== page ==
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One of the main differences between Western and Eastern medicine is the holistic approach of the latter. While in the Western world, we often regard the patient as a mere object of a disease, in the East, doctors tend to take into account the patient’s body, spirit, and mind.

Luckily, things are slowly changing, and in recent years, Western medicine has started to adopt a more holistic focus, prioritizing a patient-centered approach rather than an illness-centered one.

One of the ways to keep pushing for this change is by improving the relationship between doctor and patient. But how can we do this?

Understanding The ‘Why’

Dr. Neinstein (center) with the team at Neinstein Plastic Surgery.
Dr. Neinstein (center) with the team at Neinstein Plastic Surgery.

Dr. Neinstein, the founder of Neinstein Plastic Surgery, expresses concern over the emphasis many doctors place on the method of treatment rather than the underlying cause, particularly in relation to certain diseases. He highlights this issue in the context of eating disorders. Dr. Neinstein points out that while therapy is commonly integrated into the treatment for some types of eating disorders, surprisingly, it’s frequently overlooked in others. This discrepancy underscores the need for a more comprehensive and cohesive approach to healthcare.

The UK’s biggest health website,, with over 50 million visits per month, only mentions therapy when discussing certain diseases connected to our diet. While on the page dedicated to anorexia, the website states that the aim of treatments is to “to help you understand the causes of your eating problems”, mentioning treatments such as focal psychodynamic therapy, family therapy, and cognitive behavioral therapy, its obesity page is mainly focused on diet and exercise, completely ignoring the psychological side of this disease.

The importance of focusing on the patient rather than the illness was already stressed in 1964 by psychoanalyst Micheal Balint. Mr. Balint emphasized the need to center modern medicine on the patient’s complaints “Not only in terms of illnesses but also as expressions of the patient’s unique individuality, his conflicts, and problems”(Kaba, 2007).

Dr. Neinstein does this by understanding the patients’ ‘why.’ According to him, this is a fundamental step to avoid focusing merely on the illness itself but rather on the patient, providing better treatment. “Each patient has a life story, and when they come to see me, they are typically at a point in the story arc where they have something to overcome. In fairy tales, it’s slaying a dragon to proceed, but in our office, it’s the post-baby changes or changes from weight loss that they are battling with and want to become the victorious hero,” said Dr. Neinstein. “By understanding their ‘why’ not just the ‘how,’ we can truly create a surgical plan that allows them to control the next chapter of the story.”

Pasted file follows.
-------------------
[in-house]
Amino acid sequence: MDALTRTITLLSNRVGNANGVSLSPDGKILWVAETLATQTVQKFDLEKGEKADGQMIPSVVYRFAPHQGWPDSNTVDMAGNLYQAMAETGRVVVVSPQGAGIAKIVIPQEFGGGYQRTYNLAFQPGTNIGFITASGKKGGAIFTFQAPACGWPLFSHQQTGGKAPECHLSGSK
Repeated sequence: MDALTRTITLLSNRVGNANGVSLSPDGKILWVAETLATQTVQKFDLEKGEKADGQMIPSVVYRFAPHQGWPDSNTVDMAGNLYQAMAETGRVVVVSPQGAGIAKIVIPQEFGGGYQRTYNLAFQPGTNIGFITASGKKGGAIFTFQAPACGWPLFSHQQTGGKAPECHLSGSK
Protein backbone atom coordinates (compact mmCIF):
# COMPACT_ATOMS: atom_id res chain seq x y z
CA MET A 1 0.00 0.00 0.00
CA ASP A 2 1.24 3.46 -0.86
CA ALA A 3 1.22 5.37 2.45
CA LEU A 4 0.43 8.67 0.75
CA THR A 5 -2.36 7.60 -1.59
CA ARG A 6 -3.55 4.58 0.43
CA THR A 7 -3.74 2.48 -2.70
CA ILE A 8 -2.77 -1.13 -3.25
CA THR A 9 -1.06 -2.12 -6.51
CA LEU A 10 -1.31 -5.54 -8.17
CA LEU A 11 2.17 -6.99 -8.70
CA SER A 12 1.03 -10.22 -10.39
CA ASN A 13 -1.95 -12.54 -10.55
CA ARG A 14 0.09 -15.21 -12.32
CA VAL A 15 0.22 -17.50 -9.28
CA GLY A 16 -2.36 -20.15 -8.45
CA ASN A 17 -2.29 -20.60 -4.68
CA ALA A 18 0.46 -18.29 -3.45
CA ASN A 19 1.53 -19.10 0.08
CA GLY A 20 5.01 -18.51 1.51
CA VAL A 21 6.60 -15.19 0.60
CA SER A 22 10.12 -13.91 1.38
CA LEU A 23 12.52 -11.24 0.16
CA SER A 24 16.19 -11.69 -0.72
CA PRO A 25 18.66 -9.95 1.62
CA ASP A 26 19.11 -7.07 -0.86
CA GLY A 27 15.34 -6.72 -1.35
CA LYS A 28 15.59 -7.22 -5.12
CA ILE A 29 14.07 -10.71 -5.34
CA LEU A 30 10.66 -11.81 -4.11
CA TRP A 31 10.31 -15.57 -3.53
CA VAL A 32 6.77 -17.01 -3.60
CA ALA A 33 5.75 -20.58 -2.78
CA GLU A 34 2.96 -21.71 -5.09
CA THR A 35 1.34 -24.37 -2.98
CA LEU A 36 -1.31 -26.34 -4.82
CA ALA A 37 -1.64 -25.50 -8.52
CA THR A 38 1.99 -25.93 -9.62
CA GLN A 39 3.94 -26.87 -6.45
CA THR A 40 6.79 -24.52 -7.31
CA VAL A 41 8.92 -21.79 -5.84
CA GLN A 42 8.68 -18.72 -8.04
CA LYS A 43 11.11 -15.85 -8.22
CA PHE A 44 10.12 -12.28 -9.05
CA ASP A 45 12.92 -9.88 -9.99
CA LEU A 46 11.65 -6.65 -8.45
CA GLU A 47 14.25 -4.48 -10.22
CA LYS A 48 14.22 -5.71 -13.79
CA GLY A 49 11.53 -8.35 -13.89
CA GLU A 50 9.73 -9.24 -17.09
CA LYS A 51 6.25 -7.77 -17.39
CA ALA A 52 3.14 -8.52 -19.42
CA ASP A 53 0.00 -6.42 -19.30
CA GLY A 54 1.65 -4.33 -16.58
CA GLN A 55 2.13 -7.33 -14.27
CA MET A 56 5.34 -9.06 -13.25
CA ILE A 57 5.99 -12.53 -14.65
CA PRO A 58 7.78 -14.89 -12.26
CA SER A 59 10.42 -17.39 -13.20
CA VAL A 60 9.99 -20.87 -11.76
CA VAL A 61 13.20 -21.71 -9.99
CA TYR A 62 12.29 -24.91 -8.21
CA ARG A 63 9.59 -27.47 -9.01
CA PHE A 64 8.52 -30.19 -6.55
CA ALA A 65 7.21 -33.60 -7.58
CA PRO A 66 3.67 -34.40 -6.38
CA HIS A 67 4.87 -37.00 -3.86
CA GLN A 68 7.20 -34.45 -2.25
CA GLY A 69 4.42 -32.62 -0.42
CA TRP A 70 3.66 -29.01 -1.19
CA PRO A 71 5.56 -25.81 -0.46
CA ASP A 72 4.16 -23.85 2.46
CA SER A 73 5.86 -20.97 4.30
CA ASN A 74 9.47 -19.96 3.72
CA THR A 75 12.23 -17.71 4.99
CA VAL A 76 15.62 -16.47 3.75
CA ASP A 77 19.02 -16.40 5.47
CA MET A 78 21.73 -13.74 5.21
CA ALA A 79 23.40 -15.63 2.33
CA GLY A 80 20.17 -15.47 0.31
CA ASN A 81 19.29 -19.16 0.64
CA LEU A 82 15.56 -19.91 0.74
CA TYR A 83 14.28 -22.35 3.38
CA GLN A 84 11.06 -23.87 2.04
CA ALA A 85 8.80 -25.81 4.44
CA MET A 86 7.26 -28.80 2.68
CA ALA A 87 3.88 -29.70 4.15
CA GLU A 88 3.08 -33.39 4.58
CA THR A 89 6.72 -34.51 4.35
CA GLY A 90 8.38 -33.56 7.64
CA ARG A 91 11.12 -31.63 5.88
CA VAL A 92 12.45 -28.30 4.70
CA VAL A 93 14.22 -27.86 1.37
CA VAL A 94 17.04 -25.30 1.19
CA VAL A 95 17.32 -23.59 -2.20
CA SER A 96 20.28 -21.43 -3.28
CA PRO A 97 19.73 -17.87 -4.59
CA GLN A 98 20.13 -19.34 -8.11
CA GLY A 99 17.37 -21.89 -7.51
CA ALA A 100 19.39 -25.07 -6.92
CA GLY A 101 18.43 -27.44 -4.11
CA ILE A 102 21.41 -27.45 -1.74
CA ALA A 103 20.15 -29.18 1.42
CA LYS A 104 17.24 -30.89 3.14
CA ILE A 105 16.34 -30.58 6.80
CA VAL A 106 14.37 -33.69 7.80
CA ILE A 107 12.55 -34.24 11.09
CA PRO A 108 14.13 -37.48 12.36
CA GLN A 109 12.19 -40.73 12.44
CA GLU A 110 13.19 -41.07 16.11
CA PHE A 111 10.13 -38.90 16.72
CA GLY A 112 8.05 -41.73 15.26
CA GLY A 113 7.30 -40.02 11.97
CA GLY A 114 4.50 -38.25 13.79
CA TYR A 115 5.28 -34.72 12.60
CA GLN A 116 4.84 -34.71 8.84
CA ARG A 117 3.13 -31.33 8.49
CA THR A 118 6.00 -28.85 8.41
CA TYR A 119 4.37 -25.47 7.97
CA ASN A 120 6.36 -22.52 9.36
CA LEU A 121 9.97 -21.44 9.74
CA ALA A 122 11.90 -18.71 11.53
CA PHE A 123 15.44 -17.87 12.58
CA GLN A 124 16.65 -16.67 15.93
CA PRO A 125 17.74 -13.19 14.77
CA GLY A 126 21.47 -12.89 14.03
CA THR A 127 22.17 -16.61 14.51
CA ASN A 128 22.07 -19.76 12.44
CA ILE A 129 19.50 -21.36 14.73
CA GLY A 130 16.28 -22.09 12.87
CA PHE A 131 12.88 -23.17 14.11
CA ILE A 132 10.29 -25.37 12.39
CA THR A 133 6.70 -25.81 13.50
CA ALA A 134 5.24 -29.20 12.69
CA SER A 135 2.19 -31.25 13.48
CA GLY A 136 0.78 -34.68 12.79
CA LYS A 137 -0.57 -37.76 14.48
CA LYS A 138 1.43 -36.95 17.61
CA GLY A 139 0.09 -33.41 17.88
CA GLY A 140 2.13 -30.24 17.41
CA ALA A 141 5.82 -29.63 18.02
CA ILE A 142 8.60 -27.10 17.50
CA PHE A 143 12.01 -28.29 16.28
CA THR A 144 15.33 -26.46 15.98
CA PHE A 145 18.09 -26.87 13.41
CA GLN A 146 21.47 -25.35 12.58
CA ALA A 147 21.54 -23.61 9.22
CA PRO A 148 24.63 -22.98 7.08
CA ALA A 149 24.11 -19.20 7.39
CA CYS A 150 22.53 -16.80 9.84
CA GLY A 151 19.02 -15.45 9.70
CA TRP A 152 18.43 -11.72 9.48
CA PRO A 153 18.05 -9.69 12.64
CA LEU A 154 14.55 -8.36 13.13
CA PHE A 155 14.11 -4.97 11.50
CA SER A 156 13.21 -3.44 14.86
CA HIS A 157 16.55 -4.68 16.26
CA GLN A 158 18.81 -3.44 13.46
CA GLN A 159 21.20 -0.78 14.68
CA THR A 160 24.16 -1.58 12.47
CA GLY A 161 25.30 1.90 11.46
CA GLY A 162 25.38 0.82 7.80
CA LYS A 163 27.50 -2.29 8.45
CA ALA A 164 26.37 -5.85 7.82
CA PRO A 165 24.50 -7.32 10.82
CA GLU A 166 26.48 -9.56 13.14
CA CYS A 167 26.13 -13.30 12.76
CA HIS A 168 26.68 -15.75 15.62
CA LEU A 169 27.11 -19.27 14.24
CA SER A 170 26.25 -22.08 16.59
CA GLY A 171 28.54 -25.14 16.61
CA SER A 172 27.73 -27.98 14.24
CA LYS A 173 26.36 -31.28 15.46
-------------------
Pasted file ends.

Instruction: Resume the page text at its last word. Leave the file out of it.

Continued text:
A Collaborative Journey

Dr. Neinstein also stresses the importance of taking a collaborative approach rather than establishing a power dynamic in which the doctor has full power when it comes to decision-making processes. Several academic papers have proven how patient participation is positively correlated to improved health outcomes (Longtin, 2010; Arnetz, 2014). In order to achieve this, researchers suggest that doctors “May need to learn to be humble, relinquish (their) role as experts (Marincowitz, 2014).”

“It’s important to understand someone before asking them to understand you,” said Dr. Neinstein. This surgeon firmly believes that the body is a vehicle for the mind, playing an active role in shaping our thoughts and experiences. As such, he thinks that plastic surgery has the role of bringing harmony between the body and the mind, a journey that “Can only be done collaboratively as it requires deep probing questions to elicit true fears, feelings, and desires.”

Prioritizing the Sense of Community

Improving the patient-doctor relationship is only one of the many ways to shift towards a more patient-centered, holistic approach. Dr. Neinstein believes that a good relationship between surgeon and patient is often not enough to create that sense of community needed by the patient to approach each operation with ease. This is why he often builds connections between current and past patients who went through the same type of surgery.

This is fundamental as it not only allows patients to talk to someone who had to face similar struggles and fears, but it also helps them create honest conversations around difficult subjects, supporting them in their decision-making processes without the judgment they may otherwise face in other settings.

“One of the unique aspects of our practice is our lifelong connection to our patients; this helps us truly create a community,” said Dr. Neinstein. “Surgery with our practice helped like-minded, driven, family-oriented people find each other and became a platform for social engagement.”

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